Autism is a developmental disorder that affects the learning, communication, and socialization behaviors of children. Medicircle is conducting World Autism Day Awareness series featuring eminent psychiatrists, pediatric neurologists, psychotherapists, and social entrepreneurs to spread awareness about autism.
Kamini Lakhani is the Founder and Director of SAI Connections, which is an autism treatment and therapy centre in Mumbai. Kamini has been providing services in the field of Autism Spectrum Disorder for the past 20 years. She is passionate about the cause of Autism. Respect and dignity for people on the spectrum are the cornerstones of her practice. Being the mother of a child (now young adult) on the spectrum, she understands the challenges encountered by parents of similarly abled children. Her aim is to empower families and create meaningful changes for those affected by ASD and other neuro developmental difficulties.
SAI Connections works towards empowering individuals with an autism spectrum disorder to live more purposeful and fulfilling lives. It also empowers parents and siblings of affected individuals to enjoy more wholesome family lives. Since 2004 it has helped parents understand what autism is, and has provided high-quality international education to children and individuals on the autism spectrum. It also provides training and certification of professionals who want to help individuals and families affected by conditions where the guided participation between a parent and child is affected, like autism (including Asperger’s), ADHD, Tourette’s Syndrome, and other developmental difficulties.
By the age of 2 years of the child, parents start observing the gaps in behavior
Kamini mentions, “Parents normally start noticing signs at around one and a half to two years of age of the child. They start noticing that the child is not responding to his or her name or is busy playing with the toys, and not engaging with people around or not integrating others in this play with toys. They may even play inappropriately with toys. I've seen many kids just flip a car around and spin the wheels. So, seeing all these, parents feel that they have to put in a lot of effort to engage with them. So, they end up kind of tickling them or trying to make them come close to them and to get some sort of reaction from them.”
Autism is not an intellectual impairment
Kamini emphasizes, “I don't believe autism is an intellectual impairment, though there may be a co-occurring condition of intellectual impairment with some children. But basically, it's related to the neurology of the brain. My teacher, Dr. Steve Gutstein, from the US talks about how the different brain centers of the people on the spectrum might not be connected effectively. So, if you look at it, it's got neurology at its base. And we look at it as a bio-psychosocial condition. The non-integration of neural networks leads to this kind of socialization and the psychological factors that we see,” says Kamini.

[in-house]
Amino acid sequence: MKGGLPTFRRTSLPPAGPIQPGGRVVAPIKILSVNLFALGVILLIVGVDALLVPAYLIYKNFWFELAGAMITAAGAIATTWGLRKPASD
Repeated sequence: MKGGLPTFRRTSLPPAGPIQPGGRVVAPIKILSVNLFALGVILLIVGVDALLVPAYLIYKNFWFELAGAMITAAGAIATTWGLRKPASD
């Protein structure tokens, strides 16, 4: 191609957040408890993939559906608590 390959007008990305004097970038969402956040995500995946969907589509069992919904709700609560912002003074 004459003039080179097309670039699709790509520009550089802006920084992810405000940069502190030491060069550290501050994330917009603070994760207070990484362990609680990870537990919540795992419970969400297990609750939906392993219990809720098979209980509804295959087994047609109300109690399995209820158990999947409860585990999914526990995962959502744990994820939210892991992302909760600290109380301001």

Children need that one person to believe in them unconditionally
Kamini says, “I believe that every child is capable of learning, and can achieve so much in his or her life. They just need that one person to back them, that one person who believes in them unconditionally. Parents can show that support. I believe in parent training because I feel that parents are the best guides for their children. So, if parents get on to a training program, and get themselves trained, if they learn how to engage with their children, their children can make maximum benefit and that would be wonderful. If we see speech impairments or sensory integration issues, we need to take care of those needs as well. But I believe parents’ training is the one thing that I would recommend for every child.”
SAI Connection’s initiatives in the sphere of autism
Kamini narrates, “I have a very personal reason for doing this. My son is on the autism spectrum. When he was diagnosed at age three, I was living in South Korea, and there was no help at all, except for, the one speech-language pathologists coming in once a week to help me or a special educator coming in once a week to help me. So, I had to empower myself to support my child. So, I started traveling extensively to the US to get trained to help him. And that's when things shifted for me and I realized that there's so much that can be done. There is the unlimited potential that our children have. When I came back to India, that was the beginning of support for autistic individuals. That's when we set up the organization way back in 2004 and provided the children the best kind of help. I soon became an RDI consultant from a behavioral specialist. That's where I got in with really supporting parents working with them one on one creating customized programs for them. So, we have gone on to train hundreds of families, hundreds of teachers. We are a group of four consultants who work out of SAI Connections and we aim to empower every family that we come across. Every individual has full potential and that's what we want to work on.”
People on the spectrum teach us how to live life
Kamini mentions, “I have learned much more from my son and others on the spectrum than I have given. Because I believe that they are very wonderful human beings who have this unconditional love in their hearts and they teach us how to live life. So, they are my inspiration. They are my heroes. I know parents struggle with the day-to-day nitty-gritty, and what they are going through daily, but if they can get a grip on that and if they start believing that, no, I can open up the way for my child, then that is the truth. That is the reality that they will see,” says Kamini.
(Edited by Amrita Priya)